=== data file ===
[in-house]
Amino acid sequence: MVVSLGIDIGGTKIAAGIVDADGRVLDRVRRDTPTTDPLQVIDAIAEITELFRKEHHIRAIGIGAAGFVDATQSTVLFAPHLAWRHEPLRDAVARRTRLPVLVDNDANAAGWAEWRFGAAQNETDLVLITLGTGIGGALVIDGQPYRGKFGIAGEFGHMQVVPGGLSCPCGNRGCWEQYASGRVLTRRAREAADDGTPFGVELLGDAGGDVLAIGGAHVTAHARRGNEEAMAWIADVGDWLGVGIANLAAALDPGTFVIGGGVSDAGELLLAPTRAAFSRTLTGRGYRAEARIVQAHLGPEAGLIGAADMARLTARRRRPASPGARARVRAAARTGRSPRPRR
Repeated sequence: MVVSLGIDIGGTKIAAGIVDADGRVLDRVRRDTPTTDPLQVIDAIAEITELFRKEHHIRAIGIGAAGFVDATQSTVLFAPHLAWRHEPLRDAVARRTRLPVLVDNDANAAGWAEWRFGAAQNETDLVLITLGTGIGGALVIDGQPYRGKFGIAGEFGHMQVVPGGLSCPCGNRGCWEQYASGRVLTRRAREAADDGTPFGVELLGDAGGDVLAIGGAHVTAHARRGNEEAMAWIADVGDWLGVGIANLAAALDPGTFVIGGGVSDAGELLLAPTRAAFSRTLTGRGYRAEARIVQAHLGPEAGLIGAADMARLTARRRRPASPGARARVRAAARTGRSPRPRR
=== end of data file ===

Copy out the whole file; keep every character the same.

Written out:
[in-house]
Amino acid sequence: MVVSLGIDIGGTKIAAGIVDADGRVLDRVRRDTPTTDPLQVIDAIAEITELFRKEHHIRAIGIGAAGFVDATQSTVLFAPHLAWRHEPLRDAVARRTRLPVLVDNDANAAGWAEWRFGAAQNETDLVLITLGTGIGGALVIDGQPYRGKFGIAGEFGHMQVVPGGLSCPCGNRGCWEQYASGRVLTRRAREAADDGTPFGVELLGDAGGDVLAIGGAHVTAHARRGNEEAMAWIADVGDWLGVGIANLAAALDPGTFVIGGGVSDAGELLLAPTRAAFSRTLTGRGYRAEARIVQAHLGPEAGLIGAADMARLTARRRRPASPGARARVRAAARTGRSPRPRR
Repeated sequence: MVVSLGIDIGGTKIAAGIVDADGRVLDRVRRDTPTTDPLQVIDAIAEITELFRKEHHIRAIGIGAAGFVDATQSTVLFAPHLAWRHEPLRDAVARRTRLPVLVDNDANAAGWAEWRFGAAQNETDLVLITLGTGIGGALVIDGQPYRGKFGIAGEFGHMQVVPGGLSCPCGNRGCWEQYASGRVLTRRAREAADDGTPFGVELLGDAGGDVLAIGGAHVTAHARRGNEEAMAWIADVGDWLGVGIANLAAALDPGTFVIGGGVSDAGELLLAPTRAAFSRTLTGRGYRAEARIVQAHLGPEAGLIGAADMARLTARRRRPASPGARARVRAAARTGRSPRPRR